AWS Backup

AWS Backup and Restore: The Basics and a Quick Tutorial

What is AWS Backup and Restore?

There are several ways to backup and restore data on Amazon Web Services (AWS).

If you need to backup data on Amazon services, such as Amazon Elastic Block Storage (EBS), Elastic File System (EFS), DynamoDB, or the Relational Database Service (RDS), you can use AWS Backup. AWS Backup is a central interface that allows you to perform manual and automated backups for many Amazon services.

If you are backing up data from EC2 instances, you can leverage backup capabilities in EBS volumes and EFS file shares, which are commonly used to store data from EC2 instances.

If you need to back up data from on-premises systems to Amazon, you can save data directly to Amazon S3, an elastic object storage service that provides high durability, unlimited scale and low storage costs. For more advanced scenarios, you can use Storage Gateway, an Amazon appliance that can perform regular scheduled backups from on-premise systems to the Amazon cloud.

This is part of our series of articles about AWS backup.

In this article:

Backup and Restore Services Provided by AWS

Here are several Amazon services you can use to back up data, both for on-premise and cloud-based systems.

AWS Backup

AWS Backup is a fully managed backup service that automates and centralizes backup of data over AWS services, including:

  • Amazon RDS databases
  • Amazon EBS volumes
  • Amazon EFS file systems
  • Amazon DynamoDB tables
  • AWS Storage Gateway volumes

AWS Backup consolidates and automates backup tasks, avoiding the requirement to set up backup for each Amazon service separately via manual processes and custom scripts. AWS Backup is a managed solution, which simplifies backup processes and lets the organization fulfil its regulatory and compliance needs.

Object Storage

Amazon’s object storage solution is Amazon S3, which stores unlimited volumes of structured and unstructured data. It provides several data tiers, making it possible to move data that is accessed less frequently to an archive tier, to conserve costs.

Amazon S3 has query-in-place operations, which lets organizations run analytics straight on its data at rest. The service also allows for S3 Transfer Acceleration, which is designed to enable quick, secure data transfers over extended distances.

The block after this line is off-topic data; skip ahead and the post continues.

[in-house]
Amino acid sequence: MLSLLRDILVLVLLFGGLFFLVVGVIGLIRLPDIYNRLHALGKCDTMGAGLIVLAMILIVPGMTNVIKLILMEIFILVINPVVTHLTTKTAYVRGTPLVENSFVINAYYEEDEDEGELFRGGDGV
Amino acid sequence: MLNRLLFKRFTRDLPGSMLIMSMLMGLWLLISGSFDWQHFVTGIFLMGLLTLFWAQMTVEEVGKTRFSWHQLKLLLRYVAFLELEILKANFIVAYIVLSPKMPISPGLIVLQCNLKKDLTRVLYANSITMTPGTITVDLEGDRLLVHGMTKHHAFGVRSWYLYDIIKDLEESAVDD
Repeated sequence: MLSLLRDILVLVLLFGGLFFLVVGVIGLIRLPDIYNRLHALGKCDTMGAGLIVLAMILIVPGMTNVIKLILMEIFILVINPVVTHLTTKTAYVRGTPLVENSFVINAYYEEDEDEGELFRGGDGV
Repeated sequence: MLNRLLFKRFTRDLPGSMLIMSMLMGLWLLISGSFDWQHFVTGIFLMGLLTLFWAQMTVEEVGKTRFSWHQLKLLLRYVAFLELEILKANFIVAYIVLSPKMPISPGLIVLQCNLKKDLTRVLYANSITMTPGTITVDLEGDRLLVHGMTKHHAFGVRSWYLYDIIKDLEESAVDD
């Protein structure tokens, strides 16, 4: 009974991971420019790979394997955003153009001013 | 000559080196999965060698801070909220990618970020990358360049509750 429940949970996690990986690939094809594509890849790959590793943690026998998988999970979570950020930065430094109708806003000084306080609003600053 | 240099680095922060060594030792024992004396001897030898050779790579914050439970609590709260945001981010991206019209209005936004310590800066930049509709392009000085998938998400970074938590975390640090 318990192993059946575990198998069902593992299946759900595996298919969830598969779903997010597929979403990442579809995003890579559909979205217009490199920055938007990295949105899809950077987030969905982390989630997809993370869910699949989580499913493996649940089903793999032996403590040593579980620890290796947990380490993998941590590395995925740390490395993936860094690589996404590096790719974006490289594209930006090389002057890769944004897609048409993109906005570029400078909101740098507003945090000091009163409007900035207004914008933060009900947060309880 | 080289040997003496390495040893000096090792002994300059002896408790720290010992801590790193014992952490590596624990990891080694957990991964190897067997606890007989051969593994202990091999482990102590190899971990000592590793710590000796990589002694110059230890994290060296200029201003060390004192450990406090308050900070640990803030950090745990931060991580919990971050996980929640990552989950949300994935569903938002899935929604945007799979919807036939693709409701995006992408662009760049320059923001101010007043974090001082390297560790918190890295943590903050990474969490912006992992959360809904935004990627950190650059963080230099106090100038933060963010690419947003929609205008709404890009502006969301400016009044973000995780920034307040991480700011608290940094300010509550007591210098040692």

S3 provides two storage tiers that are useful for backup scenarios:

  • Amazon S3 Glacier - a durable, affordable storage class for long-term backup and data archiving. The S3 Glacier storage class may be good for archives when information is accessed often and when part of the information must be retrievable within minutes.
  • S3 Glacier Deep Archive - another storage tier that offers lower storage costs, for information that is likely to be accessed at most a couple of times a year.

Hybrid Storage

Storage Gateway is Amazon’s solution for hybrid storage management. This service allows on-premises applications to connect to AWS storage services including S3, S3 Glacier, and EBS.

An organization can use Storage Gateway to transfer information into the cloud via common storage interfaces, including iSCSI and NFS. The service provides support for three data formats: object storage and tape backup (via S3), and block storage (via EBS).

Block Storage

Amazon Elastic Block Store (EBS) offers persistent block storage volumes, which can be used with Amazon EBS instances. Every volume is replicated automatically to safeguard from component malfunction. With Amazon EBS, organizations can scale usage within minutes, either up or down, and Amazon charges per storage provision. A snapshot feature enables organizations to backup and protect the information kept on Amazon EBS volumes (snapshots are stored on S3).

Related content: Read our guide for transferring data from EBS to S3

File Storage

Amazon Elastic File System (EFS) offers file storage that is scalable. EC2 instances attached to EFS can share files between them using traditional mounted folders. This makes it easier to move existing applications to the cloud, by mirroring the folder structure in the on-premise environment.

Amazon EFS provides built-in backup capabilities - it automatically generates file system backups according to a predefined schedule.